A malaria vaccine developed by members of the University of Oxford team behind the AstraZeneca COVID-19 jab has been hailed as a possible game-changer in the fight against the deadly parasitic infection.
Hopes were already running high for the R21/Matrix-M vaccine, after it showed 77% protective efficacy over 12 months in a phase 2b trial involving young west African children – meeting the World Health Organization’s efficacy goal of 75% – after an initial three-dose course of injections, as reported last year.
Now, the 450-patient study has follow-up data from a group of 409 children who received a fourth booster dose at one year, with either a low (25 μg) or high (50 μg) dose of Novavax’ Matrix-M adjuvant, used to boost the immune response to the R21 antigen.
Protective efficacy was 70% in the low-dose group and 80% in the high-dose group, answering concerns that the effectiveness of the vaccine may wane over time, as has been seen with some older candidates.
“We are delighted to find that a standard four-dose immunisation regime can now, for the first time, reach the high efficacy level over two years that has been an aspirational target for malaria vaccines for so many years,” said Prof Adrian Hill of Oxford’s Jenner Institute.
The efficacy is also much higher than the 39% seen with GSK’s Mosquirix (RTS,S/AS01), which was, nevertheless, deemed sufficient by the WHO to support a limited rollout to try to protect children living in sub-Saharan Africa and other regions with moderate to high malaria transmission.
The scientists behind the R21/Matrix-M also say that it is simpler to produce, which could make rolling it out at scale across areas where malaria is endemic easier – assuming funding to do so is made available.
Researchers hope that the vaccine could be approved by the WHO as early as next year, if an ongoing 4,800 phase 3 trial continues to support its safety and efficacy.
Meanwhile, the phase 2b study has been extended for another two years, to assess if further booster doses will be necessary to maintain high efficacy over time.
If the promise of the vaccine is fulfilled in the larger study, it could be a massive step towards eradicating malaria, which still results in more than 640,000 deaths every year, despite preventative measures like insecticide-treated bed nets and improved access to antimalarials for treatment and prevention.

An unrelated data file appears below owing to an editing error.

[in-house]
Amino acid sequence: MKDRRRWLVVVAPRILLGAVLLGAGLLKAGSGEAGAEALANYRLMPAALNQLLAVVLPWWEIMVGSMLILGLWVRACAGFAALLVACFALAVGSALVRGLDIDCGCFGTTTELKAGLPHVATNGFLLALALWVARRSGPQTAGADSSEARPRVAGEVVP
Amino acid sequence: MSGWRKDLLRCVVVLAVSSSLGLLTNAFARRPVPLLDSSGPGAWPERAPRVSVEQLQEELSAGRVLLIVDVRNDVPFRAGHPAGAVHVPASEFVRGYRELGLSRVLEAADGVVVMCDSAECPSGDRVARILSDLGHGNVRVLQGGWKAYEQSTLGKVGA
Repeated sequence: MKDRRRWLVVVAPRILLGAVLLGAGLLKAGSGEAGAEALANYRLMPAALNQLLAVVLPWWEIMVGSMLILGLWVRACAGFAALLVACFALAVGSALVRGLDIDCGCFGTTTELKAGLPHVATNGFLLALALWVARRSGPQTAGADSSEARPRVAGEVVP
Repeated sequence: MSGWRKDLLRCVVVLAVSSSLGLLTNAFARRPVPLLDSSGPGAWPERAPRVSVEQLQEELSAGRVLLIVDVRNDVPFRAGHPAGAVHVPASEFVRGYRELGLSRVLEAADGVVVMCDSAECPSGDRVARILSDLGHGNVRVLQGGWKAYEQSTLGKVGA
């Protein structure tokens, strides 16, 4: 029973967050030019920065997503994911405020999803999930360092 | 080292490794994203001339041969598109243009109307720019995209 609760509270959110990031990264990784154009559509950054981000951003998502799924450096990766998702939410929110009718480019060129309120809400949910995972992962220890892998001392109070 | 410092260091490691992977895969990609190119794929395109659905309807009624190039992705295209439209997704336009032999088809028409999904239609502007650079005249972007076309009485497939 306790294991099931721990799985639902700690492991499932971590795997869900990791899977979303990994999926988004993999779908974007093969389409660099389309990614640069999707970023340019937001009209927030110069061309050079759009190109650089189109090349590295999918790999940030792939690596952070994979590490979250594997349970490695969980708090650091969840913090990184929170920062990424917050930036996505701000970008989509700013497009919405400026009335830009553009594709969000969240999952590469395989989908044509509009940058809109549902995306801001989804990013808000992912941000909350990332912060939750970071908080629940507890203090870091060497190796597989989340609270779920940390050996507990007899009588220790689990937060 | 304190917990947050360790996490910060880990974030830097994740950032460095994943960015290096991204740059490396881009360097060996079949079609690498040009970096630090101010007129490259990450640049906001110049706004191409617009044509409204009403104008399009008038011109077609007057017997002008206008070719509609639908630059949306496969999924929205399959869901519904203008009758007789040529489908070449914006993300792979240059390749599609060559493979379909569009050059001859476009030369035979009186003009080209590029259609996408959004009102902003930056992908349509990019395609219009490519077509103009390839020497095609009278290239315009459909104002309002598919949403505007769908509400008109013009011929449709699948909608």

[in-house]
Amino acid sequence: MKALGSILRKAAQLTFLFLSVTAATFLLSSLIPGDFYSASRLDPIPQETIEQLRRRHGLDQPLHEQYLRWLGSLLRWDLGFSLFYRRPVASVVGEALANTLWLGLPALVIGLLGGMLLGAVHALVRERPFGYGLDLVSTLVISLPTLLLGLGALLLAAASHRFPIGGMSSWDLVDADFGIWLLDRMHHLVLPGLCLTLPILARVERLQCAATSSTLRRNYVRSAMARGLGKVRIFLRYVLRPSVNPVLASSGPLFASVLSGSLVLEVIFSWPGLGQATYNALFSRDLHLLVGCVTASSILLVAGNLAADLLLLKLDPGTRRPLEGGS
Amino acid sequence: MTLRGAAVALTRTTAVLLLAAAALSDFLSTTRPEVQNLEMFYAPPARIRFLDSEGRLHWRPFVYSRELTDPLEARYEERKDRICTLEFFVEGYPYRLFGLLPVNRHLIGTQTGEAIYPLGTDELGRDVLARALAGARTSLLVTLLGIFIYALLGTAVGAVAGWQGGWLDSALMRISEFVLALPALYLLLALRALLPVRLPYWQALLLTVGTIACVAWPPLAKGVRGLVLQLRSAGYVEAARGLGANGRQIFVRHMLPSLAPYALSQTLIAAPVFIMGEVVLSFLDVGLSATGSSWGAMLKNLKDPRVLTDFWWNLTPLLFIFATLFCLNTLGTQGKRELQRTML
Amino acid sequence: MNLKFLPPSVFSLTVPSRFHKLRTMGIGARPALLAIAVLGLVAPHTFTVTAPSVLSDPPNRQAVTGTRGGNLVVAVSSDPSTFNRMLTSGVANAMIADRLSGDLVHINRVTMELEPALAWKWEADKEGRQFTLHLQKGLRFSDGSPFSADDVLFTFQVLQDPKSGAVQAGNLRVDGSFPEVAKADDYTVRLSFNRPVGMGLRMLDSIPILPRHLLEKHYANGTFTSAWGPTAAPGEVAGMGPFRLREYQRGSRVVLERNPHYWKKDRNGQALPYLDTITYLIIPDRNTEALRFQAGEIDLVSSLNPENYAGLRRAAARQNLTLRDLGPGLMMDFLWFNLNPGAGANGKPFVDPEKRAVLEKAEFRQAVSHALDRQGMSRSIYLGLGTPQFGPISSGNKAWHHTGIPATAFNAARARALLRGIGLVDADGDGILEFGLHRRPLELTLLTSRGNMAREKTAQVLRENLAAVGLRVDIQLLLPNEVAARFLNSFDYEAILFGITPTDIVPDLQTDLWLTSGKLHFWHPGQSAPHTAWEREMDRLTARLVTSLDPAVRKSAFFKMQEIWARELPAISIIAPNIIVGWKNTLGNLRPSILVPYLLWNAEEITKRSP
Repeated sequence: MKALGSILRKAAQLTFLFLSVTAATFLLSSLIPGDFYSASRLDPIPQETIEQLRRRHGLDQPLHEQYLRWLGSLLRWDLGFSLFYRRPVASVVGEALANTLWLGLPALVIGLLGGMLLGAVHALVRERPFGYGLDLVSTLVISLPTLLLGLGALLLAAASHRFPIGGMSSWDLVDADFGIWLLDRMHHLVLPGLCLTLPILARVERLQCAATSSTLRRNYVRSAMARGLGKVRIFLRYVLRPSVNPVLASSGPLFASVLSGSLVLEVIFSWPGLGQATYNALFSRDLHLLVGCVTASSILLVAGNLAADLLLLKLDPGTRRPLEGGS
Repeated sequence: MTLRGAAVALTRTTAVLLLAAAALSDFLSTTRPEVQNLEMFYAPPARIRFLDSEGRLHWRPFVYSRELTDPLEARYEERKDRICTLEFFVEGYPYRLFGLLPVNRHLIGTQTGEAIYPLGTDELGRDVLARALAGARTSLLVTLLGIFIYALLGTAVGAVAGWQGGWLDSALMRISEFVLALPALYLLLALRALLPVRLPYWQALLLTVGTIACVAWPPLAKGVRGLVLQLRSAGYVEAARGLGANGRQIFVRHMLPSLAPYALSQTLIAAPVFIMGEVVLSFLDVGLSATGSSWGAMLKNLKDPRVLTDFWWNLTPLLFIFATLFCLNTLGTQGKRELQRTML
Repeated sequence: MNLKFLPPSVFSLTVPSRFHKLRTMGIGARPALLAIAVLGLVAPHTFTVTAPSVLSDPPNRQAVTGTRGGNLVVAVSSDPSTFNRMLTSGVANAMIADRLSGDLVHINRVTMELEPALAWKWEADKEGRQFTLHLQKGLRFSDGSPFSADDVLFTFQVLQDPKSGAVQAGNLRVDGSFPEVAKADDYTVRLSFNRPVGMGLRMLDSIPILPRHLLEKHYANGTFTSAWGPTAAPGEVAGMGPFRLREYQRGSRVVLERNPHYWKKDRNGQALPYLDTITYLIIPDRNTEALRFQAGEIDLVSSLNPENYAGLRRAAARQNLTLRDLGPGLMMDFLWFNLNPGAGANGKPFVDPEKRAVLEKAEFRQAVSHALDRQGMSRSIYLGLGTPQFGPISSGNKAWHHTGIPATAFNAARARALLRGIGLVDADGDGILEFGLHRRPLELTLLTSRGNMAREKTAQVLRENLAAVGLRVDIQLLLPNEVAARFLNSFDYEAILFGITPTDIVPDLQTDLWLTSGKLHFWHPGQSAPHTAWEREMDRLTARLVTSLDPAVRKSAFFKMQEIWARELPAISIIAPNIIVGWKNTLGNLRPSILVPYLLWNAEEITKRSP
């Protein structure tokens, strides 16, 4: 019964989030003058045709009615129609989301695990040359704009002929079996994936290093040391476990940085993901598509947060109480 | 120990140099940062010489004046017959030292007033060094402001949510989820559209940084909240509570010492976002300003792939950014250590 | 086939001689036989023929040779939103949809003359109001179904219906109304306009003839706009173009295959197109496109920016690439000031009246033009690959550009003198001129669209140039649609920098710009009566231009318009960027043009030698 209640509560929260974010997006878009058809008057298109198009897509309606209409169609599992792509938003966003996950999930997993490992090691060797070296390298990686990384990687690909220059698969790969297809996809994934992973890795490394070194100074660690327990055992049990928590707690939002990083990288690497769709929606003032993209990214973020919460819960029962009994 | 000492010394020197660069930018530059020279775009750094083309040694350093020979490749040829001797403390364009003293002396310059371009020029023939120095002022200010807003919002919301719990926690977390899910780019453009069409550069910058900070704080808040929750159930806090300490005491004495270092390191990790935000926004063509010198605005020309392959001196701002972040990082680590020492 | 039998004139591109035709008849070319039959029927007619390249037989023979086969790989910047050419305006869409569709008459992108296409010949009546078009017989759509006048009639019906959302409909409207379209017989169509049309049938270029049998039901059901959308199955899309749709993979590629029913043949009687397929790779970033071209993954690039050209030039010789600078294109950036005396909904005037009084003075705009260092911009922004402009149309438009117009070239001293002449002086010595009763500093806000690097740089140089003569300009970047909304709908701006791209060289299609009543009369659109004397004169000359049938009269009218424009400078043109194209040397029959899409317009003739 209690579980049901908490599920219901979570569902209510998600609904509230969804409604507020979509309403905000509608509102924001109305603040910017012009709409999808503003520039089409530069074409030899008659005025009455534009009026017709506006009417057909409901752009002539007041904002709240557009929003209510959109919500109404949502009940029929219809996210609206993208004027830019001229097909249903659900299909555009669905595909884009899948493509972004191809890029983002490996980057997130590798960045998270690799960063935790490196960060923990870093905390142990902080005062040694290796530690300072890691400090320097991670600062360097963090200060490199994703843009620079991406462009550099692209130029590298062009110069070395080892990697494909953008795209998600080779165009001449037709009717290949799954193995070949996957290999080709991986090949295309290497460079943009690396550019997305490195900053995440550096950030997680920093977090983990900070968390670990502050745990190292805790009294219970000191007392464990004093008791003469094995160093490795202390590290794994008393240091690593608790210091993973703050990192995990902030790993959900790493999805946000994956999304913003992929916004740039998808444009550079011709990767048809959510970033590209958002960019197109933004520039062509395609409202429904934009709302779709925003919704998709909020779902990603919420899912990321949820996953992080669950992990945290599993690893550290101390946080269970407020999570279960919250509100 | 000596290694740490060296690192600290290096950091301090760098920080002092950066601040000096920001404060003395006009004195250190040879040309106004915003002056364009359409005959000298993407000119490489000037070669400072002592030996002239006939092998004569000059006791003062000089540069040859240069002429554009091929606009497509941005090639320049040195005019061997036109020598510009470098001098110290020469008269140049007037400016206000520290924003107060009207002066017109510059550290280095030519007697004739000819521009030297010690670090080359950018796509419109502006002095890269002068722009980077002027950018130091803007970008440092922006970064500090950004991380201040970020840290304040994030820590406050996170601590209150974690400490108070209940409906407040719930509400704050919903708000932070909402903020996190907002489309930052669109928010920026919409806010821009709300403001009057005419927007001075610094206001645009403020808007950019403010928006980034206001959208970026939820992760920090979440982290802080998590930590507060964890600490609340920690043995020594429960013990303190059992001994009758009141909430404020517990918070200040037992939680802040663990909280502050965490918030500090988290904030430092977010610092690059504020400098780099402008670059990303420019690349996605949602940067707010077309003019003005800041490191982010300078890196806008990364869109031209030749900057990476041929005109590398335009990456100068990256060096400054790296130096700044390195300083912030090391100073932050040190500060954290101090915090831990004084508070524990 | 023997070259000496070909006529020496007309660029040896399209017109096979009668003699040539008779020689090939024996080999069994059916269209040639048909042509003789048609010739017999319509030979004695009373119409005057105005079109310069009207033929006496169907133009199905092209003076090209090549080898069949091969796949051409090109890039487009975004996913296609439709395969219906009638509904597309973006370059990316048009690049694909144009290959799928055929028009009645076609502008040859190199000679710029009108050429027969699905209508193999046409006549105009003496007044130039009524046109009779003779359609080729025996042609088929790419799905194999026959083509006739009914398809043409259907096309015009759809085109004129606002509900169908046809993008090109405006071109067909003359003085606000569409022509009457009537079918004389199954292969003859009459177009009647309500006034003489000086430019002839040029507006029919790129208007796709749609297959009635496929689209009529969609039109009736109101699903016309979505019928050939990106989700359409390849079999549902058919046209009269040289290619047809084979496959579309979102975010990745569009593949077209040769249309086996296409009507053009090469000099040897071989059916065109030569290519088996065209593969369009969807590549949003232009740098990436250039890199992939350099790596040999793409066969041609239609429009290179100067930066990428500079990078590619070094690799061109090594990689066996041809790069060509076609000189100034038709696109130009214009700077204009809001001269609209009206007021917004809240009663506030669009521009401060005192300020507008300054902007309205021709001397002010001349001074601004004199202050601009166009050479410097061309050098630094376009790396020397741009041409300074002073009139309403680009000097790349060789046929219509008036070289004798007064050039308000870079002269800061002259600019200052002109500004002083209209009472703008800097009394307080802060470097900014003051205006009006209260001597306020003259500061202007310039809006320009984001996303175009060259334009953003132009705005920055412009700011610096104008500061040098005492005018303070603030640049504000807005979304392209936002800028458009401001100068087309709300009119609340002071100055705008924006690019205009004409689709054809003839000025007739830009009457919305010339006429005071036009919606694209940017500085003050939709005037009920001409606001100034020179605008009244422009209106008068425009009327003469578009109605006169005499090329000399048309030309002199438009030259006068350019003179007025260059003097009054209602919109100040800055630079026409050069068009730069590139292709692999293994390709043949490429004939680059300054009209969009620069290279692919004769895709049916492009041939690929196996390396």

The vaccine is licensed to the Serum Institute of India – which also produced the AZ COVID-19 vaccine – and the company has said it will be able to manufacture at least 200 million doses annually from next year, if authorised.
“What is particularly encouraging from a scientific perspective are two pieces of information provided by these results,” commented Prof Azra Ghani, chair in infectious disease epidemiology at Imperial College London, who was not involved in the study.
“First, the demonstration that antibody titres can be restored through boosting with this vaccine and, second, that the antibody titres correlate with protection against clinical disease,” he said.
“Taken together, these indicate that similar levels of vaccine efficacy may well be achievable outside the highly seasonal setting in which this particular trial was conducted.”
The Malaria No More charity welcomed the finding, adding that, with the right financial support, “the world could end child deaths from malaria in our lifetimes.”
The Global Fund to Fight Aids, Tuberculosis, and Malaria is meeting later this month to try to convince donor countries to replenish its financial resources, and has warned that if funding is reduced as a result of the economic crisis its mission could be under threat.
“Without this investment, we risk losing the gains that have been made over the last decades and witnessing a rising tide of malaria resurgence,” said Prof Ghani.
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